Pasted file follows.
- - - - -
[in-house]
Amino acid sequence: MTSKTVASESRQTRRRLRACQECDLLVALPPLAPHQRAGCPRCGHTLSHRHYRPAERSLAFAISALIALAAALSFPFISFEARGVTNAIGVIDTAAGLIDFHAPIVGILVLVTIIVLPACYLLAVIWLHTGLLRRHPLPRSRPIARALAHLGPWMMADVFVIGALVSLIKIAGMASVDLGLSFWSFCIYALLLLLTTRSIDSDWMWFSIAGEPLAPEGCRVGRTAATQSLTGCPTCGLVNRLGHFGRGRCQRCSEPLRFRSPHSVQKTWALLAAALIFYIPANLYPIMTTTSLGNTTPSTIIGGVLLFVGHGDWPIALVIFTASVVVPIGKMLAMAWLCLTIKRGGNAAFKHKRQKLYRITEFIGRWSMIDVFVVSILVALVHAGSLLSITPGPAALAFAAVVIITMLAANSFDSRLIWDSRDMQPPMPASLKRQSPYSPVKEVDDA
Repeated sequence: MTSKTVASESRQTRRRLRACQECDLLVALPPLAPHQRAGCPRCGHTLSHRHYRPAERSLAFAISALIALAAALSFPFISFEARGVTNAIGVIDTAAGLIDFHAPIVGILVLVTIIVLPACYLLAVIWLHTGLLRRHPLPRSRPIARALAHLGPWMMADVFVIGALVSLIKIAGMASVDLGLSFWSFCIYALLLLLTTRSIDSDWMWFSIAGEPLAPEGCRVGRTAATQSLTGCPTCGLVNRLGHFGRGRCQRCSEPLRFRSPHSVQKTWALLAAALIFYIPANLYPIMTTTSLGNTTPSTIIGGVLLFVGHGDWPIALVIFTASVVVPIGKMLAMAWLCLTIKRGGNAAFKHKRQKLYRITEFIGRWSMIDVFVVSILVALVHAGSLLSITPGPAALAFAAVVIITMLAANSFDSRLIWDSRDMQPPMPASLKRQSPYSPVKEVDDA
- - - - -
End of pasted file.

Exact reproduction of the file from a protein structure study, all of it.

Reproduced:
[in-house]
Amino acid sequence: MTSKTVASESRQTRRRLRACQECDLLVALPPLAPHQRAGCPRCGHTLSHRHYRPAERSLAFAISALIALAAALSFPFISFEARGVTNAIGVIDTAAGLIDFHAPIVGILVLVTIIVLPACYLLAVIWLHTGLLRRHPLPRSRPIARALAHLGPWMMADVFVIGALVSLIKIAGMASVDLGLSFWSFCIYALLLLLTTRSIDSDWMWFSIAGEPLAPEGCRVGRTAATQSLTGCPTCGLVNRLGHFGRGRCQRCSEPLRFRSPHSVQKTWALLAAALIFYIPANLYPIMTTTSLGNTTPSTIIGGVLLFVGHGDWPIALVIFTASVVVPIGKMLAMAWLCLTIKRGGNAAFKHKRQKLYRITEFIGRWSMIDVFVVSILVALVHAGSLLSITPGPAALAFAAVVIITMLAANSFDSRLIWDSRDMQPPMPASLKRQSPYSPVKEVDDA
Repeated sequence: MTSKTVASESRQTRRRLRACQECDLLVALPPLAPHQRAGCPRCGHTLSHRHYRPAERSLAFAISALIALAAALSFPFISFEARGVTNAIGVIDTAAGLIDFHAPIVGILVLVTIIVLPACYLLAVIWLHTGLLRRHPLPRSRPIARALAHLGPWMMADVFVIGALVSLIKIAGMASVDLGLSFWSFCIYALLLLLTTRSIDSDWMWFSIAGEPLAPEGCRVGRTAATQSLTGCPTCGLVNRLGHFGRGRCQRCSEPLRFRSPHSVQKTWALLAAALIFYIPANLYPIMTTTSLGNTTPSTIIGGVLLFVGHGDWPIALVIFTASVVVPIGKMLAMAWLCLTIKRGGNAAFKHKRQKLYRITEFIGRWSMIDVFVVSILVALVHAGSLLSITPGPAALAFAAVVIITMLAANSFDSRLIWDSRDMQPPMPASLKRQSPYSPVKEVDDA